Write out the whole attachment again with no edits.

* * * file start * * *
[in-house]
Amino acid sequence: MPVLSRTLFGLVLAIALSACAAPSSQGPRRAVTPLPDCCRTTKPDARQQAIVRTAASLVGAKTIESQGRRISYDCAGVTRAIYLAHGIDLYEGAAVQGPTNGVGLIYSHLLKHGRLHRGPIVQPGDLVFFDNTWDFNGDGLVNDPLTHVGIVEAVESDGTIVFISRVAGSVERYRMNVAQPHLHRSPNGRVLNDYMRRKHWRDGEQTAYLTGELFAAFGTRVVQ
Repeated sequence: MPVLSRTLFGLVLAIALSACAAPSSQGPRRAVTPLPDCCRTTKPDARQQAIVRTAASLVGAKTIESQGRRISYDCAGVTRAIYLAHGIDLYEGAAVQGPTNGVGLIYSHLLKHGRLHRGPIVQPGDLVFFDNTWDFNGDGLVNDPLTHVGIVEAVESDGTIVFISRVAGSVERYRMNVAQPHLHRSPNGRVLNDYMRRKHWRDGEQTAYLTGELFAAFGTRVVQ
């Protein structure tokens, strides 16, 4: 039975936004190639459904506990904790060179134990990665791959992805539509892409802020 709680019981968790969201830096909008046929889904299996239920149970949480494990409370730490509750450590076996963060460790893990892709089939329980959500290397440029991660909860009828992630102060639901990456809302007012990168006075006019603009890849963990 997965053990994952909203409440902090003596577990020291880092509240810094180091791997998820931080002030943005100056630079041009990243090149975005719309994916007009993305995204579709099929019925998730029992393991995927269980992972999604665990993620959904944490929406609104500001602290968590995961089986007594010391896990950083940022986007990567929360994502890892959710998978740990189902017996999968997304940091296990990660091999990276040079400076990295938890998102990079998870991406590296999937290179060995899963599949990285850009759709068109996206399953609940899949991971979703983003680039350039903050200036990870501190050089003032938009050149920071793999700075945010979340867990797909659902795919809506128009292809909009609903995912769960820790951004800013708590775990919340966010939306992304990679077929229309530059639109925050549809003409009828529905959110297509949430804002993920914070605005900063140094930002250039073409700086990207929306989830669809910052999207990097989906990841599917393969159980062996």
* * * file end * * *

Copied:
[in-house]
Amino acid sequence: MPVLSRTLFGLVLAIALSACAAPSSQGPRRAVTPLPDCCRTTKPDARQQAIVRTAASLVGAKTIESQGRRISYDCAGVTRAIYLAHGIDLYEGAAVQGPTNGVGLIYSHLLKHGRLHRGPIVQPGDLVFFDNTWDFNGDGLVNDPLTHVGIVEAVESDGTIVFISRVAGSVERYRMNVAQPHLHRSPNGRVLNDYMRRKHWRDGEQTAYLTGELFAAFGTRVVQ
Repeated sequence: MPVLSRTLFGLVLAIALSACAAPSSQGPRRAVTPLPDCCRTTKPDARQQAIVRTAASLVGAKTIESQGRRISYDCAGVTRAIYLAHGIDLYEGAAVQGPTNGVGLIYSHLLKHGRLHRGPIVQPGDLVFFDNTWDFNGDGLVNDPLTHVGIVEAVESDGTIVFISRVAGSVERYRMNVAQPHLHRSPNGRVLNDYMRRKHWRDGEQTAYLTGELFAAFGTRVVQ
């Protein structure tokens, strides 16, 4: 039975936004190639459904506990904790060179134990990665791959992805539509892409802020 709680019981968790969201830096909008046929889904299996239920149970949480494990409370730490509750450590076996963060460790893990892709089939329980959500290397440029991660909860009828992630102060639901990456809302007012990168006075006019603009890849963990 997965053990994952909203409440902090003596577990020291880092509240810094180091791997998820931080002030943005100056630079041009990243090149975005719309994916007009993305995204579709099929019925998730029992393991995927269980992972999604665990993620959904944490929406609104500001602290968590995961089986007594010391896990950083940022986007990567929360994502890892959710998978740990189902017996999968997304940091296990990660091999990276040079400076990295938890998102990079998870991406590296999937290179060995899963599949990285850009759709068109996206399953609940899949991971979703983003680039350039903050200036990870501190050089003032938009050149920071793999700075945010979340867990797909659902795919809506128009292809909009609903995912769960820790951004800013708590775990919340966010939306992304990679077929229309530059639109925050549809003409009828529905959110297509949430804002993920914070605005900063140094930002250039073409700086990207929306989830669809910052999207990097989906990841599917393969159980062996």